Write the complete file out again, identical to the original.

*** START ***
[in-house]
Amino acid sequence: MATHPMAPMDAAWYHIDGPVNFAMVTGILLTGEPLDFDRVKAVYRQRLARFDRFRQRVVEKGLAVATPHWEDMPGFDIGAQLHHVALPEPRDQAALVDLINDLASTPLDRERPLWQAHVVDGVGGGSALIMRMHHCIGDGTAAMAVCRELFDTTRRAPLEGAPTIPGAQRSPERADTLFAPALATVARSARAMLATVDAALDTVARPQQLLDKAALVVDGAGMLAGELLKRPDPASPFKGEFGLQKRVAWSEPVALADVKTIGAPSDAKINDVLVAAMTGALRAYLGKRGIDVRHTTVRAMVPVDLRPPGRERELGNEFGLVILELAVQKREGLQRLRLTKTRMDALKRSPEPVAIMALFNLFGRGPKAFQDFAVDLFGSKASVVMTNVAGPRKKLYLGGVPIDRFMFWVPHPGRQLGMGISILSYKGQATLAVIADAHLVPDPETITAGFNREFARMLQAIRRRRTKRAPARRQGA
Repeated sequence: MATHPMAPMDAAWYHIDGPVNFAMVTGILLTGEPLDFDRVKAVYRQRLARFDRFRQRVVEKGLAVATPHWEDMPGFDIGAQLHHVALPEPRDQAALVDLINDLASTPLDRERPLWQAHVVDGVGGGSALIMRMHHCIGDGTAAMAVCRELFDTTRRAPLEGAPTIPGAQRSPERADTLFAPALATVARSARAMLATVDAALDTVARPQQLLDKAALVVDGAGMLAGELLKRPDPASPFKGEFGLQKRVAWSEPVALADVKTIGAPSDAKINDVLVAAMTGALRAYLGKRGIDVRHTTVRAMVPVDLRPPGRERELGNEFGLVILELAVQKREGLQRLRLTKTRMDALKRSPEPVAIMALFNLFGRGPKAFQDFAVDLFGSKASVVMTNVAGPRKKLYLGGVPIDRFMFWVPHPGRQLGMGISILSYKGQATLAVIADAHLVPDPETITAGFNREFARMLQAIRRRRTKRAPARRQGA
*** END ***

[in-house]
Amino acid sequence: MATHPMAPMDAAWYHIDGPVNFAMVTGILLTGEPLDFDRVKAVYRQRLARFDRFRQRVVEKGLAVATPHWEDMPGFDIGAQLHHVALPEPRDQAALVDLINDLASTPLDRERPLWQAHVVDGVGGGSALIMRMHHCIGDGTAAMAVCRELFDTTRRAPLEGAPTIPGAQRSPERADTLFAPALATVARSARAMLATVDAALDTVARPQQLLDKAALVVDGAGMLAGELLKRPDPASPFKGEFGLQKRVAWSEPVALADVKTIGAPSDAKINDVLVAAMTGALRAYLGKRGIDVRHTTVRAMVPVDLRPPGRERELGNEFGLVILELAVQKREGLQRLRLTKTRMDALKRSPEPVAIMALFNLFGRGPKAFQDFAVDLFGSKASVVMTNVAGPRKKLYLGGVPIDRFMFWVPHPGRQLGMGISILSYKGQATLAVIADAHLVPDPETITAGFNREFARMLQAIRRRRTKRAPARRQGA
Repeated sequence: MATHPMAPMDAAWYHIDGPVNFAMVTGILLTGEPLDFDRVKAVYRQRLARFDRFRQRVVEKGLAVATPHWEDMPGFDIGAQLHHVALPEPRDQAALVDLINDLASTPLDRERPLWQAHVVDGVGGGSALIMRMHHCIGDGTAAMAVCRELFDTTRRAPLEGAPTIPGAQRSPERADTLFAPALATVARSARAMLATVDAALDTVARPQQLLDKAALVVDGAGMLAGELLKRPDPASPFKGEFGLQKRVAWSEPVALADVKTIGAPSDAKINDVLVAAMTGALRAYLGKRGIDVRHTTVRAMVPVDLRPPGRERELGNEFGLVILELAVQKREGLQRLRLTKTRMDALKRSPEPVAIMALFNLFGRGPKAFQDFAVDLFGSKASVVMTNVAGPRKKLYLGGVPIDRFMFWVPHPGRQLGMGISILSYKGQATLAVIADAHLVPDPETITAGFNREFARMLQAIRRRRTKRAPARRQGA